Markets tend to focus on the actions of policymakers. Hence, the extreme monetary and fiscal measures have led to a new picture of a ‘day after’ renaissance, based on memories of the previous successes of CB in fighting the GFC. When looking at the stories circulating among market participants (using Bloomberg stories as a source), the unprecedented size of the monetary and fiscal stimuli has been outpacing memories of the global economic damage induced by the pandemic.
Therefore, markets started to price in the rosiest scenario: the end of the worst part of the virus cycle, the possibility that an eventual second wave could be weaker than the first one, and a treatment and vaccine arriving fast and becoming broadly available before a new pandemic pushes the economy into a renewed series of lockdowns. The general idea is that the economic freeze is almost over and that it is time to look forward.
This is what has pushed US equity markets to new all-time records, together with a recovery in lagging markets such as Europe, Japan and EM. This has reignited the frantic search for yield that has been directed to those assets benefitting from the CB purchasing programmes.
However, the road towards recovery could be bumpy.
On the one hand, it will take time and policy action to erase these memories and replace them with less risky ones. This is what policy action aims to do: replace bad memories with better images and expectations.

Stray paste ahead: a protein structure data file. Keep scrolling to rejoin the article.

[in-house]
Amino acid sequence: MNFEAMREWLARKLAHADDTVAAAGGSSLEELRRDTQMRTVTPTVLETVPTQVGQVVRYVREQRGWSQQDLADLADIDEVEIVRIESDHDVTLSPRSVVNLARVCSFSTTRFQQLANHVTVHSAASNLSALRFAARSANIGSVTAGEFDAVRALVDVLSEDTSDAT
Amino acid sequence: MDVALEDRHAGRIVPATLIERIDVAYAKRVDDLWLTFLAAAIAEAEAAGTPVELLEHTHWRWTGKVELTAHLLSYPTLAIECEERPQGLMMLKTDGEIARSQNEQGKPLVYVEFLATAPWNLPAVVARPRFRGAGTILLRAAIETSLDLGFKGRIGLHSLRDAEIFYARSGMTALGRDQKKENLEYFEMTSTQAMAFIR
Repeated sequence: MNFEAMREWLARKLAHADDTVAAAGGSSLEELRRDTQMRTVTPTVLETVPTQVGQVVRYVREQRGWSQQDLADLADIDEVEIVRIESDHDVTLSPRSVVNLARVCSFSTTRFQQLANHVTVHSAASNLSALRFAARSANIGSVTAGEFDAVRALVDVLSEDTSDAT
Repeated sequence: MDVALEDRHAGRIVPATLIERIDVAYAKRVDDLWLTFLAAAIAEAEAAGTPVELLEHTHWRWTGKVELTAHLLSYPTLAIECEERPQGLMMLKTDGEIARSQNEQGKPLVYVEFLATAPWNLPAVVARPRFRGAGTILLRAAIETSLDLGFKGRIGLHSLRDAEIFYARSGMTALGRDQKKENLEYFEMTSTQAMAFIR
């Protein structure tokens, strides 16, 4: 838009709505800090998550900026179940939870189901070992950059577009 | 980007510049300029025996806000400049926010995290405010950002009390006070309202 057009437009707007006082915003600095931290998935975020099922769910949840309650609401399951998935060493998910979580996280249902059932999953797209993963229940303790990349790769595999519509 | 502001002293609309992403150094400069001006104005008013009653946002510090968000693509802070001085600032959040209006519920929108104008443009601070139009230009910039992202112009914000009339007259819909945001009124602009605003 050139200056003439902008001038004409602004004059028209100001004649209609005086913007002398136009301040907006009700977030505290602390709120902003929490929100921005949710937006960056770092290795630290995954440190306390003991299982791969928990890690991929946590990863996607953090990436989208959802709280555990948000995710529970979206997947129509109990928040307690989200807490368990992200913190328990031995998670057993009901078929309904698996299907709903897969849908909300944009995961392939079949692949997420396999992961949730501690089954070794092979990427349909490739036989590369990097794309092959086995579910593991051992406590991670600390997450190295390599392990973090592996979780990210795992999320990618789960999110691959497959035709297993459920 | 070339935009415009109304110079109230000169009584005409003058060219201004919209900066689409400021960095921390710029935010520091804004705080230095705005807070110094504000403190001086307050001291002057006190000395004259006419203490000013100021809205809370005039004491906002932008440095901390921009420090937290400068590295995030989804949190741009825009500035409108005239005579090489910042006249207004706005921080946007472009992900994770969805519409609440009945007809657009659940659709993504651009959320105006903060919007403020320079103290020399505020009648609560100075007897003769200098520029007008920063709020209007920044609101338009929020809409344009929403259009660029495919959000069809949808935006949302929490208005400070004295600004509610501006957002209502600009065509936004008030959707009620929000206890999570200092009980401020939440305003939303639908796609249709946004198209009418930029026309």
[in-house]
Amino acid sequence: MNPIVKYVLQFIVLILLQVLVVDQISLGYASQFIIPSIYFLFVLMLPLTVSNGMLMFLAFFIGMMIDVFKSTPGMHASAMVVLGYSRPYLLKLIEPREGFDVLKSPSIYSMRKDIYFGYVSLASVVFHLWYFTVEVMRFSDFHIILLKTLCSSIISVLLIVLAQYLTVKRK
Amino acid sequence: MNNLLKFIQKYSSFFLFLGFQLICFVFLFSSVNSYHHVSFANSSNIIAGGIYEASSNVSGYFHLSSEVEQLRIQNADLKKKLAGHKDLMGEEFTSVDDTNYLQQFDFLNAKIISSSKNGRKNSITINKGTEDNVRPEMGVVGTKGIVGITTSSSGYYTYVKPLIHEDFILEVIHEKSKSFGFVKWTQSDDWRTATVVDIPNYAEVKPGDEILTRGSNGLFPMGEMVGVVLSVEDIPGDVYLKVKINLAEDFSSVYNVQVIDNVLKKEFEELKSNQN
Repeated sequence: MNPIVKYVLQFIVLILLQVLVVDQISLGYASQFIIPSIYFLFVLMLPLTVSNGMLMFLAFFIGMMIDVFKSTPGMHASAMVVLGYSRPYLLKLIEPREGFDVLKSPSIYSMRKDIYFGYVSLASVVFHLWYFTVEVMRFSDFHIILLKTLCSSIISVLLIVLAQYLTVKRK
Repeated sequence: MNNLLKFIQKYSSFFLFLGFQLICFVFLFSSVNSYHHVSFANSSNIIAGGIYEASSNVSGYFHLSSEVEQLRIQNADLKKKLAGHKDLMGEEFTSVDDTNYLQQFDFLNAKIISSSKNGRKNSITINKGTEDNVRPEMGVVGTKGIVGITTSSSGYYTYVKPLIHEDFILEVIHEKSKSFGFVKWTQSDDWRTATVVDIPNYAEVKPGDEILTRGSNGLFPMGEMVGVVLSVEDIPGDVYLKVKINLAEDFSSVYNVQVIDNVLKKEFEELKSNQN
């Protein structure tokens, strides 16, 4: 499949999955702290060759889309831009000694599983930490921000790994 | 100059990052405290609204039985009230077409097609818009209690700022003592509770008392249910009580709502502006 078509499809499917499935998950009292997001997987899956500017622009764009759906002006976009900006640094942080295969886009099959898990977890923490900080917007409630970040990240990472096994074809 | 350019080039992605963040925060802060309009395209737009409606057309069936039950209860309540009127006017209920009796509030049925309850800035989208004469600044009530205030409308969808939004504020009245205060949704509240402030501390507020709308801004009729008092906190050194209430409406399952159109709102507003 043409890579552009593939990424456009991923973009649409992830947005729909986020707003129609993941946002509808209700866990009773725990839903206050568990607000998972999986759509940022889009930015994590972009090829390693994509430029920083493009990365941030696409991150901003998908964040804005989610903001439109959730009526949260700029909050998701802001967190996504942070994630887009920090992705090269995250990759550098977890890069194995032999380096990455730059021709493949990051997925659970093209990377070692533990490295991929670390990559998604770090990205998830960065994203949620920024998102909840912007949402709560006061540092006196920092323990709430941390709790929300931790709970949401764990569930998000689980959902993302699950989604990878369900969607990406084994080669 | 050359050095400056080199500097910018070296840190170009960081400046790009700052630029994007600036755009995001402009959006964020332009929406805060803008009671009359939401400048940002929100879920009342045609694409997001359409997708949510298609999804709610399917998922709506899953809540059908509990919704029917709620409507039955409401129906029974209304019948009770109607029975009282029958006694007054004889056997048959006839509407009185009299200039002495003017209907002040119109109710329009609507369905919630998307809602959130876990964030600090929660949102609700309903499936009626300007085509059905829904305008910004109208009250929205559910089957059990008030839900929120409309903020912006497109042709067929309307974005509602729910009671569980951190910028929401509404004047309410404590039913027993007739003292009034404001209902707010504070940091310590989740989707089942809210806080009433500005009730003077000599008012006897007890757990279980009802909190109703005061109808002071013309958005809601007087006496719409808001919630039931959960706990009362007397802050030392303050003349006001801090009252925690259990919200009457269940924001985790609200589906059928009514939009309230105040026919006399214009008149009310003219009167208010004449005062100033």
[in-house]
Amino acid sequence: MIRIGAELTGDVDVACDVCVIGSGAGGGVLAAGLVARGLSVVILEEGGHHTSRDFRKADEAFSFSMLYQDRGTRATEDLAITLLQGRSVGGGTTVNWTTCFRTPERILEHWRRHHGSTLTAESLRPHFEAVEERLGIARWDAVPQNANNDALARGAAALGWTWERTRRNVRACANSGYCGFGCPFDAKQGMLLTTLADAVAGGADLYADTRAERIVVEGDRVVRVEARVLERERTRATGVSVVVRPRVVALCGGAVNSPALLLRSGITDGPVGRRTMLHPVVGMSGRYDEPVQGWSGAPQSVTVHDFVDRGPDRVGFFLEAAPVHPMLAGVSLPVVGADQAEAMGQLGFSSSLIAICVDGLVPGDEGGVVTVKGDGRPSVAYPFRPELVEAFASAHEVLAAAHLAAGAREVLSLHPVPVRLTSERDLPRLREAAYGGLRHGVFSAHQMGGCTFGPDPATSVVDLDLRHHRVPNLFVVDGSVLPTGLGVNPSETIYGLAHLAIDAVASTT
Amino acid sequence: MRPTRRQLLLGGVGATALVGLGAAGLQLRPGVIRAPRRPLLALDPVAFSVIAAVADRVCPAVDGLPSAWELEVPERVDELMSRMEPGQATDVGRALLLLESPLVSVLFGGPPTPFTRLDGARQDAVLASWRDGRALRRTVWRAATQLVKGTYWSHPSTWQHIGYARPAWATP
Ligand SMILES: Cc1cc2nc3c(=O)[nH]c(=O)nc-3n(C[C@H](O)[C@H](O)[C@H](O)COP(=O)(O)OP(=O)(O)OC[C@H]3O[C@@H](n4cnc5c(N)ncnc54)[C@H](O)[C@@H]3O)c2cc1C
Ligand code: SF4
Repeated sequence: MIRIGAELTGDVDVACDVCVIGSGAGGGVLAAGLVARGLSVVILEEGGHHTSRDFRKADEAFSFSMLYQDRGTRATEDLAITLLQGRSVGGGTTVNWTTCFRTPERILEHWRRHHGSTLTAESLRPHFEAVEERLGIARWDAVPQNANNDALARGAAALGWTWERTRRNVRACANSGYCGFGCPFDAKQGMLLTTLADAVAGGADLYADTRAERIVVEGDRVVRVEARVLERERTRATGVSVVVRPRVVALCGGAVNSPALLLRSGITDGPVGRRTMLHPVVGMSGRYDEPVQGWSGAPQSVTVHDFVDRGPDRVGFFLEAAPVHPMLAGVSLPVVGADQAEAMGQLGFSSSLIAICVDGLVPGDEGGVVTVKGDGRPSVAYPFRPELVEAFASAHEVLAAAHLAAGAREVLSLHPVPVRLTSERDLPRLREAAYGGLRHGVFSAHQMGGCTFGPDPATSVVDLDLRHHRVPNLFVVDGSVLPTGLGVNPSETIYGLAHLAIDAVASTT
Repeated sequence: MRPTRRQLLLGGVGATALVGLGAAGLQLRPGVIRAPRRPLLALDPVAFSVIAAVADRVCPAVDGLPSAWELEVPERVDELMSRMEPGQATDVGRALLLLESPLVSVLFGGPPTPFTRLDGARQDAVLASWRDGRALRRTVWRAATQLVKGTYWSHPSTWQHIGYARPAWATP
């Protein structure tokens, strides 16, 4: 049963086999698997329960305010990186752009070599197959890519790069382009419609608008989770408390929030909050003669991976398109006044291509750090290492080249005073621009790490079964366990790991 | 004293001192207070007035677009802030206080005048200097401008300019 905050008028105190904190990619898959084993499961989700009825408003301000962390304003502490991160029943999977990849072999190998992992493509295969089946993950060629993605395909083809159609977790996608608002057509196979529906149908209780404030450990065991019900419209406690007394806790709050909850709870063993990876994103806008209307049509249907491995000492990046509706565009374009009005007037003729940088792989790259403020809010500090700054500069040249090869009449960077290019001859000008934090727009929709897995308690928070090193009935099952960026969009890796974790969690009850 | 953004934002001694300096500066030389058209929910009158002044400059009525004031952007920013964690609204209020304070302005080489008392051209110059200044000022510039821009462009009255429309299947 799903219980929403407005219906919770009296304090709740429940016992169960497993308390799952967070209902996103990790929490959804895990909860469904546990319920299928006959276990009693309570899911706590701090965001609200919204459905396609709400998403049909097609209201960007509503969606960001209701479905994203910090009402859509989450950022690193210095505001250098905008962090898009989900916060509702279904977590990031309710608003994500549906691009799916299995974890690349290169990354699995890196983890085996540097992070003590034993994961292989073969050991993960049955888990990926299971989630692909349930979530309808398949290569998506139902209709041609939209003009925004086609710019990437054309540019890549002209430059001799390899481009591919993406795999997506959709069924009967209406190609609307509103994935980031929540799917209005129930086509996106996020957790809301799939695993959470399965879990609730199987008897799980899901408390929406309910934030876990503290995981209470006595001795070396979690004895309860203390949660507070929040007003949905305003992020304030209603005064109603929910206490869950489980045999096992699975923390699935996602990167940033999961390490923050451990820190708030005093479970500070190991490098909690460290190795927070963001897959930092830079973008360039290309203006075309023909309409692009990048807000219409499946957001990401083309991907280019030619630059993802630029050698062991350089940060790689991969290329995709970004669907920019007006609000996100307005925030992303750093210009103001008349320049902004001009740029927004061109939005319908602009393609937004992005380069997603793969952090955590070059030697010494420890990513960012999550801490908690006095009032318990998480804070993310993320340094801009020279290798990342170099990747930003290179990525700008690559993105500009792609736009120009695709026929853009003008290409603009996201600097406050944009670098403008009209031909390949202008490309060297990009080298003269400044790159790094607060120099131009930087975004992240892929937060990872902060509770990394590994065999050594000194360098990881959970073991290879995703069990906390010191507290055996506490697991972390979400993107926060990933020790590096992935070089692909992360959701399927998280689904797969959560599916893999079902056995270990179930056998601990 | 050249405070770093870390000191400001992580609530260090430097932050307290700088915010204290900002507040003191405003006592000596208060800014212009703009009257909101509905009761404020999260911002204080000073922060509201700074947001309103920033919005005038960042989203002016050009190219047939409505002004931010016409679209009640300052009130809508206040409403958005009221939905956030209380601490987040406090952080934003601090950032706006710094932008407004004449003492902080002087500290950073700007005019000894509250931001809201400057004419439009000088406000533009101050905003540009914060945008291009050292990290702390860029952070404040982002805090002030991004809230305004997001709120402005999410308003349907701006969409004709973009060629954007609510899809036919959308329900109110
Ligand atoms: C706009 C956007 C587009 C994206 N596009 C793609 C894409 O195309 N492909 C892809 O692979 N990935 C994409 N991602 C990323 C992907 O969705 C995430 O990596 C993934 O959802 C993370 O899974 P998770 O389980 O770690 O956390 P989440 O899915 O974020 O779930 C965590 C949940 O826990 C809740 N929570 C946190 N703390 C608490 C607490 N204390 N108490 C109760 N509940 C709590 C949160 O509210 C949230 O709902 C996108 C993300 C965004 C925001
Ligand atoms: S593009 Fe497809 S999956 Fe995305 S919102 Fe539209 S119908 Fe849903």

The shock to the real economy has already materialised, but a possible second-round impact of the virus would affect the credit cycle and defaults would follow. So far, only those companies most directly affected by lockdown measures have gone bankrupt, but the zombie company2 phenomenon is skyrocketing. The trade-off between solvency and liquidity continues. There will likely be more victims, and many downgrades are still to come. Expectations that the pandemic is over may be too optimistic, and any slip-ups could heat the markets up again. Although some risk assets are back to pre-Covid-19 situations, the world is more fragile. The overall debt in the system is higher; younger generations will have to pay for it. There is a wider gap between performances and valuations for high tech/digital companies and the rest of the market. Some sectors are very unlikely to recover to pre-crisis levels. Higher unemployment and rising social inequalities are risks to consider going forward, when the support of temporary fiscal measures will fade.
On the other hand, should a vaccine be successfully tested and introduced, and the recovery start to materialise stronger than expected, the current market backdrop could be challenged. Today, the mantra is that core bond yields would stay anchored forever, but this belief may prove more fragile than thought. This could have a significant impact on markets and in particular regarding areas where crowded trades have been building up recently.
The assumption on rates translated into an overly exposure to the ‘long duration call’ that is implicit in different trades not only in the direct long US Treasury trade, but also in long investment-grade credit, long Big Tech equities, long private equity or real estate. In the end, they are all trades playing the same long duration view.
The Fed’s unlimited QE has pushed UST yields to all-time lows. The bank’s new framework of “average inflation target” means short-term rates should stay pinned near zero during the recovery phase, but this doesn’t imply that the long end of the curve cannot adjust to improving fundamentals. The Fed’s balance sheet expansion has stopped just because it’s too big. Similarly in Europe, the ECB’s balance sheet is now equivalent to 54% of euro area GDP and at this stage the net issuance ex ECB buying will likely be close to zero in the euro area this year and potentially negative.